How 'Money' Mayweather continues to build wealth

Floyd "Money" Mayweather isn't hurting for cash (source: Instagram)
Floyd “Money” Mayweather isn’t hurting for cash (source: Instagram)

Ever wonder how Floyd “Money” Mayweather became one of the world’s highest paid athletes? After a closer look at some savvy deal structuring and endorsements, the strategy behind the fighter’s consistent wealth accumulation became clearer.

Mayweather, who formerly had a contract with HBO pay-per-view, left to strike a deal with HBO rival Showtime in February of 2013. Mayweather negotiated a six fight, 30-month deal, making it the “richest individual athlete deal in all of sports.” Of course this was a major loss for HBO, whose previous nine Mayweather PPV events had generated 9.6 million buys and $543 million in television revenue.

How does Mayweather keep almost all of the revenue generated from the PPV events? He signs up sponsors for his fights who boost his PPV audience; this way he doesn’t have to sign any personal endorsement deals. Mayweather then collects all of the revenue from tickets, pay-per-view and sponsorships and covers the costs, including the purse for his opponent. Pretty cunning and lucrative if you ask me.

His first two fights under the new Showtime deal garnered Mayweather $34 million against Robert Guerrero and at least $80 million versus Canelo Alvarez, which was the biggest boxing event of 2013. Mayweather was guaranteed $41.5 million, but with all the revenue from PPV shares, he totaled more than $80 million for the Alvarez fight.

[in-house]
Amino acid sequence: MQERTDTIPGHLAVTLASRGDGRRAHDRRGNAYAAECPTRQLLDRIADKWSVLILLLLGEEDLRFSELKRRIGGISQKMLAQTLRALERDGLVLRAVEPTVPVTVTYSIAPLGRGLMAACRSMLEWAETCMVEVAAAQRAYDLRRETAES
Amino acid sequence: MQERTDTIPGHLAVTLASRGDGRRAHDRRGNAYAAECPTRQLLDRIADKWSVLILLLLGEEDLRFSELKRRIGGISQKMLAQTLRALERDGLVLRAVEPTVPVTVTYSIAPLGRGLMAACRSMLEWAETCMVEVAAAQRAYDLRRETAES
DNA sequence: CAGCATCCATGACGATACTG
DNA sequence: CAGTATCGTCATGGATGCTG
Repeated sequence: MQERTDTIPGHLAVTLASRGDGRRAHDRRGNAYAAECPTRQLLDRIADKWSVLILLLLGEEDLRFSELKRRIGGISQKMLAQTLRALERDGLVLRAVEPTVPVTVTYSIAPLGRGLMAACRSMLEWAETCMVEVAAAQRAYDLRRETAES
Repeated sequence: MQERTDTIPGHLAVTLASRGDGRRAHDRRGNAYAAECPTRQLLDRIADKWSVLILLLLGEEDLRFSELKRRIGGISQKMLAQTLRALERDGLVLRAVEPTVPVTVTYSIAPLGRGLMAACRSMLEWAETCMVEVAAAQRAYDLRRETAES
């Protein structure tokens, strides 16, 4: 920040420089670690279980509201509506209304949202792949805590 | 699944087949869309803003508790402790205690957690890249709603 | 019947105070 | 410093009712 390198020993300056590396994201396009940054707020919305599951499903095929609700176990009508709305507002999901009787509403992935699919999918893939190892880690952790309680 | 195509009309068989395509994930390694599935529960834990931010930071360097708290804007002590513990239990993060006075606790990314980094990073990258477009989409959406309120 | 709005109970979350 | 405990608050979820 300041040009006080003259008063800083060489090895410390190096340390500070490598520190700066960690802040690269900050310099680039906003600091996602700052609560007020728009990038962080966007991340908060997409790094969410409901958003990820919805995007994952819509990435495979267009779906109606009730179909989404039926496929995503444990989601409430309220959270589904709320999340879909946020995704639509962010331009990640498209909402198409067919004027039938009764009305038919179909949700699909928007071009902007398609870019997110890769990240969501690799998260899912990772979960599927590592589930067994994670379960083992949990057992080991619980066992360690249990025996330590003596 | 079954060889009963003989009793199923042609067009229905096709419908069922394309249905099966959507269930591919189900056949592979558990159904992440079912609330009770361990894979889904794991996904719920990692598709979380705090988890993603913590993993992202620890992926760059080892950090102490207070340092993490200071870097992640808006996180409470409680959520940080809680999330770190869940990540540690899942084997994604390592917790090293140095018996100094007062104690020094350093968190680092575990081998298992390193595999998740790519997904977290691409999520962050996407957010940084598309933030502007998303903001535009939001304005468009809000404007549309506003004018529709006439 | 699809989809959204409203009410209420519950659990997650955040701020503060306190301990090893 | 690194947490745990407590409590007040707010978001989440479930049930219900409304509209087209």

His next fight is this Saturday vs. Marcos “El Chino” Maidana, and is expected to be Las Vegas’ fourth largest live gate at $15 million. The fight guarantees Mayweather a minimum $32 million with Maidana pocketing, at minimum, $1.5 million. Each fighter will also share in pay-per-view revenue if the fight is a box-office success with the bulk of the proceeds flowing into Mayweather’s bank account. This fight marks the ninth straight fight where Mayweather will pocket at least $25 million.

The lopsided distribution of revenue is part of the deal Mayweather has negotiated, which has helped solidify him as the highest paid athlete in the world.

Mayweather has tried some self-promotion, hinting at the idea that this could be his last fight. However, since he still has three fights left on his Showtime deal, which should earn him in excess of $100 million, this is likely not the last time he’ll lace up his gloves.

Whether or not this is as big as the Canelo fight or a bust, Mayweather has found a way to consistently keep the cash flowing to his account.


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